Sault Area Hospital (SAH) has implemented a new patient food system for meal preparation and delivery. SAH, in conjunction with Morrison, the health care food service division of Compass Group Canada, has introduced Steamplicity, an innovative patient meal delivery system.
SAH is committed to ensuring that patients receive nutritious tasty food served with care and personal attention. “Our new patient food system combines all the factors that we know our patients value most when it comes to hospital food – nutrition, taste, choice, less waste and patient service excellence,” says Kelli-Ann Lemieux, Director of Clinical Support Services and Chief Allied Health Professional.
Steamplicity is a unique system which uses steam to cook foods. “Steamplicity is our exclusive cooking system which steam cooks food to perfection, ensuring taste and nutrients are preserved,” says Suzanne Robinson, Morrison Food Service and Clinical Nutrition Manager. “Our groundbreaking, patented technology uses a pressure valve which allows for steam-cooked, healthy food in minutes, made possible with microwave energy and a steam valve system like a pressure cooker.”
Other hospitals who have implemented Steamplicity have shown enhanced patient satisfaction with meals, reporting patient satisfaction rates greater than 90%. Meals are designed by a Red Seal Chef and Registered Dietitians who are passionate about plate appeal, nutrition and taste. SAH staff and patients participated in taste testing prior to introducing this new technology and the results were very positive. “The presentation by Steamplicity food system representatives reassured those of us taking part in the taste-testing that the program will offer a quality food experience for SAH in-patients,” said former Patient and Family Advisory Council member Brent Rankin. “In addition to important features like nutritional content and menu choices, each of the options was delicious.”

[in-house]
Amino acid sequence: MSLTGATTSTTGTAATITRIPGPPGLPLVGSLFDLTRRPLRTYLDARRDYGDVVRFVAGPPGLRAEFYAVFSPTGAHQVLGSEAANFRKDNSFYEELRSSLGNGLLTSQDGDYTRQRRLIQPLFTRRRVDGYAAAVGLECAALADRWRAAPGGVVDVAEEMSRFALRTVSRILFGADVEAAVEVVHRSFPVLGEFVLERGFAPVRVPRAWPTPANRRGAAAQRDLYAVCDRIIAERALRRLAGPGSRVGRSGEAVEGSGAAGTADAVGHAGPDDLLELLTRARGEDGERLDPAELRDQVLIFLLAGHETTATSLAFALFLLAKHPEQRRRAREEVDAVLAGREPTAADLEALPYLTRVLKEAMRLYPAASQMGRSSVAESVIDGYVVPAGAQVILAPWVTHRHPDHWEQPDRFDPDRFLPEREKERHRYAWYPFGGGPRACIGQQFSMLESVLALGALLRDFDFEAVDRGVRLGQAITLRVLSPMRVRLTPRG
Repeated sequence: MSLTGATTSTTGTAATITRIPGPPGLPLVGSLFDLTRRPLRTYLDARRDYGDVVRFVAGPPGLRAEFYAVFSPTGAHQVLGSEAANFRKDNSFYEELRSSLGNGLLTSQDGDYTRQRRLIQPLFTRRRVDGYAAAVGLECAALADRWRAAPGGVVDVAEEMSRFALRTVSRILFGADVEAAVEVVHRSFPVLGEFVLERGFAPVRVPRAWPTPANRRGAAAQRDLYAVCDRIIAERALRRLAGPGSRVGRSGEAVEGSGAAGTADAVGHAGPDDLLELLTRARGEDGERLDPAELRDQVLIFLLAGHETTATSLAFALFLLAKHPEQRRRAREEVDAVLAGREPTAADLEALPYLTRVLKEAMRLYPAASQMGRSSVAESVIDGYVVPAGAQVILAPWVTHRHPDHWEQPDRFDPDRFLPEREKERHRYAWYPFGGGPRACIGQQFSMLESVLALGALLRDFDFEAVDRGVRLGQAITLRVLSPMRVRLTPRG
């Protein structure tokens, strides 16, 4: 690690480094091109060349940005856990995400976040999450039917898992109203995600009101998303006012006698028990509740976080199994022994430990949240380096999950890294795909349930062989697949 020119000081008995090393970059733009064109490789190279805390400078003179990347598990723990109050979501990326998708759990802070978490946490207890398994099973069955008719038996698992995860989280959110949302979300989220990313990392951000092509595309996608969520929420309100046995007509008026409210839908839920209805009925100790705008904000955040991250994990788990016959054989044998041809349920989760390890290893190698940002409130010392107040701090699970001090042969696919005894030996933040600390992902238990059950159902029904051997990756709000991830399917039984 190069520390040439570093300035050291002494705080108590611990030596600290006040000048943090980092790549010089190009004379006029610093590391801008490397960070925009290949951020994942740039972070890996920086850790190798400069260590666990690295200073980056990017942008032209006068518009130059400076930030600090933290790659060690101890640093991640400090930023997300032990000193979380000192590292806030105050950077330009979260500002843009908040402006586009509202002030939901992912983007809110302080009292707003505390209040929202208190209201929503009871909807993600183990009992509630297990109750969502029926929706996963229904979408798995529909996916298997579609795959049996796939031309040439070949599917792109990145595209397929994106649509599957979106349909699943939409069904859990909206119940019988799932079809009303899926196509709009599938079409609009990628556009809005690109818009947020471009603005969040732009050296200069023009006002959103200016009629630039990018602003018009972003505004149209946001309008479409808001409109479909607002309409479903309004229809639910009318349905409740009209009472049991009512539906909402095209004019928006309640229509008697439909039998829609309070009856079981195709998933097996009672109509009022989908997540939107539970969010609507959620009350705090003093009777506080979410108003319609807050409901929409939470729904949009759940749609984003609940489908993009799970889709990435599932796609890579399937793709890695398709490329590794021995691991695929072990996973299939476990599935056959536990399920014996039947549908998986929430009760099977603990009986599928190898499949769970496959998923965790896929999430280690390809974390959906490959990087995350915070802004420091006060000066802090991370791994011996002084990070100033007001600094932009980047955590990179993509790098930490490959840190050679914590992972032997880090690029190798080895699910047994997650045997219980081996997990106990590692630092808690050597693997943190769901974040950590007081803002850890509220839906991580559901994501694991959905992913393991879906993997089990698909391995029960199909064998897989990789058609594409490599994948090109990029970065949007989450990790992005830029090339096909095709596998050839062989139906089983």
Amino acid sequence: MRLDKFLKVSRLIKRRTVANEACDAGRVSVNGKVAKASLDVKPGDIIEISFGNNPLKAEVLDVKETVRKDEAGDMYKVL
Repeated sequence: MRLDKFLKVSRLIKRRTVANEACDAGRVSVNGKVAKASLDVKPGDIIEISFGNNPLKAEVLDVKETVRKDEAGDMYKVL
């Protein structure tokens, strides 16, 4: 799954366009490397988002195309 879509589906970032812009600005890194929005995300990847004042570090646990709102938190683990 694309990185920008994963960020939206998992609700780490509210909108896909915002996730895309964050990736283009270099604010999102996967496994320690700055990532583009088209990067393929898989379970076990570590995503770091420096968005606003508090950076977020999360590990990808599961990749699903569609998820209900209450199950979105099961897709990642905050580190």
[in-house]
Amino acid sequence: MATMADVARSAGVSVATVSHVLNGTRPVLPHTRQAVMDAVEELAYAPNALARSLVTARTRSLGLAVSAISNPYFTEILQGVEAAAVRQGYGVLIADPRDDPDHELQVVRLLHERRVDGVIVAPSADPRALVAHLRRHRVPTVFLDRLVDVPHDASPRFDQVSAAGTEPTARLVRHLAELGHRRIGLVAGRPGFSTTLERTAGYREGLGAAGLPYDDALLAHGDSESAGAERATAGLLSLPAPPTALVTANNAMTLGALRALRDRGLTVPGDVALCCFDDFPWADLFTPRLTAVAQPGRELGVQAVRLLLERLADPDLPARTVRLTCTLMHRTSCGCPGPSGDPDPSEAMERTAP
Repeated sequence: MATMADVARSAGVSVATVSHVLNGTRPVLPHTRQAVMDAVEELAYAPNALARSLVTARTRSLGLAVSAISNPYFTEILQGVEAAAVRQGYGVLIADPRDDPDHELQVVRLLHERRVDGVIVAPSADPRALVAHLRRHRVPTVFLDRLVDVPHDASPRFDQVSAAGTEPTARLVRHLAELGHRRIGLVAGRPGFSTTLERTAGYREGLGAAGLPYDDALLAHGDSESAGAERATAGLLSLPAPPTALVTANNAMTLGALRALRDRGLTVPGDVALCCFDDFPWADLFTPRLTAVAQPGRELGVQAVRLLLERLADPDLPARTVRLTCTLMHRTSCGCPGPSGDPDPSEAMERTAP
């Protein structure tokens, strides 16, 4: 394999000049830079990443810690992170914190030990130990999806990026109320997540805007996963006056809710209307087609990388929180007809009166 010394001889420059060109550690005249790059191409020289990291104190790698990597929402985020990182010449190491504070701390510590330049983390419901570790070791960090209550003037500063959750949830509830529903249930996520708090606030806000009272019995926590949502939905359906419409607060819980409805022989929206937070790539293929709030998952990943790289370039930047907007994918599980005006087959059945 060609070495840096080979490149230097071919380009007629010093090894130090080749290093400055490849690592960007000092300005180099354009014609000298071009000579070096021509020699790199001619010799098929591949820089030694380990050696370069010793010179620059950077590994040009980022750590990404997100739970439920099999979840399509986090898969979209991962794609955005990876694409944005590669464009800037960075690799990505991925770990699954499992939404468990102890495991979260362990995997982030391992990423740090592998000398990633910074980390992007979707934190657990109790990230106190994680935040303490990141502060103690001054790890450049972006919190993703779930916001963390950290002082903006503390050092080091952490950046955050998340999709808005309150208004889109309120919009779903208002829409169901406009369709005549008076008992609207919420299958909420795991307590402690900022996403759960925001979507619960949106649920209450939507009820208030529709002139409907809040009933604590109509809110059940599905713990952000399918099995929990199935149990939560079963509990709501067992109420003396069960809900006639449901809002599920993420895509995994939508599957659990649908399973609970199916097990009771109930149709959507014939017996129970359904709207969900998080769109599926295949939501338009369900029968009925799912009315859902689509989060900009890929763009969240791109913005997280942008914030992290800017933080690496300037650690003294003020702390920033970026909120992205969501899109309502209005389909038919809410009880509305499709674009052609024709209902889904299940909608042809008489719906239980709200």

Meals will be assembled in SAH’s main kitchen. “Most hospitals in the Greater Toronto area using Steamplicity order pre-made plates from a central Cuisine Centre, but at SAH we will have our own Cuisine Centre and assemble our own plates in the main kitchen, allowing greater control over what foods we include,” explains Lemieux. The meals are then cooked in the unit pantries minutes before they are delivered to patients. A total of six pantries are equipped with microwaves, fridges, coffee, tea, soup kettles and hot cereal.
Perhaps the greatest advantage of the Steamplicity system is the choice that it offers patients, resulting in less food tray waste. This system offers a large selection with 12 to 16 entree items to choose from every day and all special diets are addressed in the system. “Patients will choose their meals from a restaurant-style menu close to mealtime, while still complying with any dietary restrictions,” says Lemieux. “Since patients can choose all their food and beverages, patients are eating and drinking what they order, resulting in tray waste reduction of 40%.”
With the new system, SAH’s Food Services staff will be available on the patient units to provide personal attention while taking the patient’s order using an iPad directly linked to the Food Services IT system. “Our staff will interact with patients and enter their order into an iPad which is helpful because it flags any dietary restrictions the patient may have. Also, the choices will be checked electronically to ensure they are aligned with dietary restrictions such as low sodium requirements,” states Lemieux.
Although implementing Steamplicity has required an investment in constructing the pantries/kitchenettes and minimal upgrades for the main kitchen assembly area, it is anticipated that there will be increased patient satisfaction, reduced operating costs and less waste.
To find out more about SAH, visit: www.sah.on.ca